And cut-throat competition among banks.
Standard & Poor's Ratings Services has opined that Singapore banks benefit from operating in a high income and economically and politically stable environment in its report "Banking Industry Country Risk Assessment: Singapore."
According to a release from Standard & Poor's Rating Services, Singapore's economy is highly competitive, diverse, and resilient, and the large degree of fiscal and monetary policy flexibility, as well as the highly rated sovereign, support this economic resilience.
Here's more from Standard & Poor's Rating Services:
We consider that high economic imbalances exist in Singapore due to high residential real estate prices and a rapid rise in private sector credit in recent years.
Moderate leverage in the private sector compared with high income levels supports the economy's debt-bearing capacity. Singapore banks have conservative lending practices and underwriting standards.
They also benefit from a very strong payment culture and rule of law in the country. We believe the institutional framework is very strong in Singapore.
Our view reflects the country's capital regulations that are more stringent than international standards, and the regulator's very strong record of maintaining financial stability during past crises.
Singapore's sound governance and high transparency provide further support. Risk appetite is restrained, and the banking sector had relatively stable profitability even during periods of external turmoil. Banks do not have high-risk characteristics.
Singapore's economic trend is stable. We expect the government's forward-looking and pragmatic approach to policymaking to sustain Singapore's high global competitiveness. Singapore has an open economy, which is exposed to exogenous shocks. However, the government's extensive fiscal and external reserves underpin its ability to deal with cyclicality.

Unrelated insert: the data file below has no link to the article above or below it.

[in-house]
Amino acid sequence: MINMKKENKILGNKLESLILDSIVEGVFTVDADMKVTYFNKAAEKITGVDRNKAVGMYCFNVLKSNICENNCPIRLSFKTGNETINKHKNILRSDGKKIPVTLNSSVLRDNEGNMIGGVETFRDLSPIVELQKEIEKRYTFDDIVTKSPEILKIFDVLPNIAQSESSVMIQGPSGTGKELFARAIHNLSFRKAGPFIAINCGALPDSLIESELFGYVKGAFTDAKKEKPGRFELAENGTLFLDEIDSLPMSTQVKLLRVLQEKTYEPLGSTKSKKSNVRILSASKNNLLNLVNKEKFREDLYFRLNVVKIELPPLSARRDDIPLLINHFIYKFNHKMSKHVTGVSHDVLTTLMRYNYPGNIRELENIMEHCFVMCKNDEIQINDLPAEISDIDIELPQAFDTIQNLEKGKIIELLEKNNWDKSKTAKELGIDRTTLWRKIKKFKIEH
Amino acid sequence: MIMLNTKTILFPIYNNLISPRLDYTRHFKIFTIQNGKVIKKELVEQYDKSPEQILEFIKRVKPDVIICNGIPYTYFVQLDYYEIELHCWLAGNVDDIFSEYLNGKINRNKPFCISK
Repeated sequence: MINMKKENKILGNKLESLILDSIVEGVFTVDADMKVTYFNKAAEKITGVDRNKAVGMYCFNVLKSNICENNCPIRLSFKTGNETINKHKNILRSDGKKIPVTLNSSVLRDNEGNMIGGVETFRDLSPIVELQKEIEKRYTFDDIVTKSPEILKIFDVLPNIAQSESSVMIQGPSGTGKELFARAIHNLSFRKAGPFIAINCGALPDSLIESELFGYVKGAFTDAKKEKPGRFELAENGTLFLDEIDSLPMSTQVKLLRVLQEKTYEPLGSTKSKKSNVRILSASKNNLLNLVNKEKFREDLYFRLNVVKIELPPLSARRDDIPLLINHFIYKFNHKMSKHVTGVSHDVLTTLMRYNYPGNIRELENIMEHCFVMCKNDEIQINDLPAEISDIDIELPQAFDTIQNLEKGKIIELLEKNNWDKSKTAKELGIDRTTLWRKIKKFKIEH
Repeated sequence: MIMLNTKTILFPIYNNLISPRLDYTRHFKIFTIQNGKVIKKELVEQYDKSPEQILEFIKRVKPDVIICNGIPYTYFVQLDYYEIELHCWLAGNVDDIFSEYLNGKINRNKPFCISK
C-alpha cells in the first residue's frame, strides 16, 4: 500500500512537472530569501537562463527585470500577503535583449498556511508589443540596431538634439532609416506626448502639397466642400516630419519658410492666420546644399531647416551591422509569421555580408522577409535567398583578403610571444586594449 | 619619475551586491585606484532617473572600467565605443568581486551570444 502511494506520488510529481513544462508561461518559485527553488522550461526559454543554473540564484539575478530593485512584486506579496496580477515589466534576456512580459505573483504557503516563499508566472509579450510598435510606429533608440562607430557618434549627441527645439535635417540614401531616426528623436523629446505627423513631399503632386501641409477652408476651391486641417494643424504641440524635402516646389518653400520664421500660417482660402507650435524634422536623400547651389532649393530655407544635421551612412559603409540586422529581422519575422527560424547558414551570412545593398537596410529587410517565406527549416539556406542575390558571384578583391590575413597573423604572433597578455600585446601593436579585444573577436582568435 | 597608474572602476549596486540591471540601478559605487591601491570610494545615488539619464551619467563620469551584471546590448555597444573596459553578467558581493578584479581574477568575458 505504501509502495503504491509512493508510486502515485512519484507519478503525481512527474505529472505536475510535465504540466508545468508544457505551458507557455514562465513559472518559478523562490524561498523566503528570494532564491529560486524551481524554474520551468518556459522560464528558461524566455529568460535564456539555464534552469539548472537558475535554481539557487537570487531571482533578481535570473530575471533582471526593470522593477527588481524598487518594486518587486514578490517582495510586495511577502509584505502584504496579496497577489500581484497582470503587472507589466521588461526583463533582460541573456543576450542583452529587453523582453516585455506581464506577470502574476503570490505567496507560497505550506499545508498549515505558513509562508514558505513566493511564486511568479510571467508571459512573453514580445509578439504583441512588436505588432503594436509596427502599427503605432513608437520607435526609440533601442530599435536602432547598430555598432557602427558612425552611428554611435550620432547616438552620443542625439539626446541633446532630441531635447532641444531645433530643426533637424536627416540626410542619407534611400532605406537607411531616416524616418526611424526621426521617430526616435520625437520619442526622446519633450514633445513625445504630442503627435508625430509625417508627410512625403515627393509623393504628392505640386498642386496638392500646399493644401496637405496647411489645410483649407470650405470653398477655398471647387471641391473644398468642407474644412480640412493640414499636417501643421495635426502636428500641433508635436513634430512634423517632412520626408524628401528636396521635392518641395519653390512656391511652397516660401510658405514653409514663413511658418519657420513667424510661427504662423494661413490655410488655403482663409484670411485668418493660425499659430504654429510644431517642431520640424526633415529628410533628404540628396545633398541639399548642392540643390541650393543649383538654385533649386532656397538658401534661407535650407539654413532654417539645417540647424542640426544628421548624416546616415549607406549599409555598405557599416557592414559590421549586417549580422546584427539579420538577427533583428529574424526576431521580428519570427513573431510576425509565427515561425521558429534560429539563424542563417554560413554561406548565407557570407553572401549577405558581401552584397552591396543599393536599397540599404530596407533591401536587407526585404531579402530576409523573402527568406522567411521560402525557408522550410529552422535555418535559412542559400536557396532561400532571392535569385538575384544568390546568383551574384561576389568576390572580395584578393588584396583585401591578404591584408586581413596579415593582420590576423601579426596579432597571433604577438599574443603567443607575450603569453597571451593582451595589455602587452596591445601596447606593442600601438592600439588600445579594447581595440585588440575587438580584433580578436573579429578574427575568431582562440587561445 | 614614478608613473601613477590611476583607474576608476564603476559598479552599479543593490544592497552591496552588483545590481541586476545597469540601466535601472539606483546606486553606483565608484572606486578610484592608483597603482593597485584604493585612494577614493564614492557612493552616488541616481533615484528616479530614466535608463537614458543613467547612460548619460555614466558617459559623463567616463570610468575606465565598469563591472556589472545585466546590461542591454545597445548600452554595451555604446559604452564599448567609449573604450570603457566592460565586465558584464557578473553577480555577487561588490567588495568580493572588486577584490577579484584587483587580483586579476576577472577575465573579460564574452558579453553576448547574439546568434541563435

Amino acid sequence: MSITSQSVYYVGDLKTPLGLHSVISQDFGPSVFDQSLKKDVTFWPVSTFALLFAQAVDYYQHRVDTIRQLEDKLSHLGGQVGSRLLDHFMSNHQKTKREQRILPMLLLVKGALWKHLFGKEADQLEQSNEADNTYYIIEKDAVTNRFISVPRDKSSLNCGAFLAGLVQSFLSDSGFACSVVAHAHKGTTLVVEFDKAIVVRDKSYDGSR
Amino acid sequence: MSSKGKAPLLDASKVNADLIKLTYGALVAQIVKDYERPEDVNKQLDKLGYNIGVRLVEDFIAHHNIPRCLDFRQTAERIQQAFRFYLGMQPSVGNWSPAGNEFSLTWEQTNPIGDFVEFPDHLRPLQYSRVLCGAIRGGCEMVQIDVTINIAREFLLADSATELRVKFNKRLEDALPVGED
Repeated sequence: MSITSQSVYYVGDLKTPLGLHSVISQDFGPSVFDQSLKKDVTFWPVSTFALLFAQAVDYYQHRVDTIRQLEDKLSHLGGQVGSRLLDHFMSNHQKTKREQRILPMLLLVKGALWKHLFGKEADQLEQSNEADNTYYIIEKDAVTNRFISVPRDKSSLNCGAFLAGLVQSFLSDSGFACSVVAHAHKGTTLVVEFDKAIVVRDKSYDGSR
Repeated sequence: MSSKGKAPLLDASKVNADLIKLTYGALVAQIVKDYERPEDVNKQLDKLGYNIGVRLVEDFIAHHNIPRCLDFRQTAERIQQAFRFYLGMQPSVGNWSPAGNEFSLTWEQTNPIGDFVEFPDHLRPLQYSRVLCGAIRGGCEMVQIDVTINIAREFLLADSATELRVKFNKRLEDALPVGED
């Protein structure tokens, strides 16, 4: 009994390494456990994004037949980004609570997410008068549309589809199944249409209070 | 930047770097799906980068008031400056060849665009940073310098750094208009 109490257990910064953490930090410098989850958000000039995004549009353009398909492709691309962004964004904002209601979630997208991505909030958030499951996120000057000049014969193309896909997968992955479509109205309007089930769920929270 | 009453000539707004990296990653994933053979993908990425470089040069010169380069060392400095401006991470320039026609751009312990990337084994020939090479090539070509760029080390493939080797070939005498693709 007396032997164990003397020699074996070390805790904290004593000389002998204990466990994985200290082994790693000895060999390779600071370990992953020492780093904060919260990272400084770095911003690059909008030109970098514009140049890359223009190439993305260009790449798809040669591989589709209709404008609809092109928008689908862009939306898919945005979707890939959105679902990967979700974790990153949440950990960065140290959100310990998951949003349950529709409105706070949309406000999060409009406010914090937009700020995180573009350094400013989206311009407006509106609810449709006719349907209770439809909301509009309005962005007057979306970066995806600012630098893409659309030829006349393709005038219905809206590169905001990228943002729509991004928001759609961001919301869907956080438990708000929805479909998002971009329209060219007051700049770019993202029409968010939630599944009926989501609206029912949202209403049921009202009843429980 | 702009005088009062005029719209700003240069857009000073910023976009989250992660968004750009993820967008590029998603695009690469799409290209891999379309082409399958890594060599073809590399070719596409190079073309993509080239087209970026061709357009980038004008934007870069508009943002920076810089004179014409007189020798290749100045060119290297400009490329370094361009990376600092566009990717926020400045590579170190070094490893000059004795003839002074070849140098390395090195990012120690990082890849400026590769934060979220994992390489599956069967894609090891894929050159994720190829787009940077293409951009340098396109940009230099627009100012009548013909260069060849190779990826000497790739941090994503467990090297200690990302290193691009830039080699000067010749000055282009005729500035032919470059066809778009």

Meanwhile, economic imbalances remain high, reflecting elevated property prices because of several factors, including supply-demand forces, rising household income, and speculation.
We consider the industry risk trend to be stable, reflecting our expectation that the Monetary Authority of Singapore would take timely action to address economic imbalances, if needed.
Domestic banks have strong funding profiles and maintain healthy local currency deposits, reflecting their dominant retail presence, strong consumer confidence, and Singapore's high savings rate of about 50% of GDP.
However Singapore banks have been expanding overseas to offset limited domestic growth prospects and margin pressures due to competition.
We consider that such expansion could pose challenges for the regulator as well as signal an increase in the banks' risk appetite.
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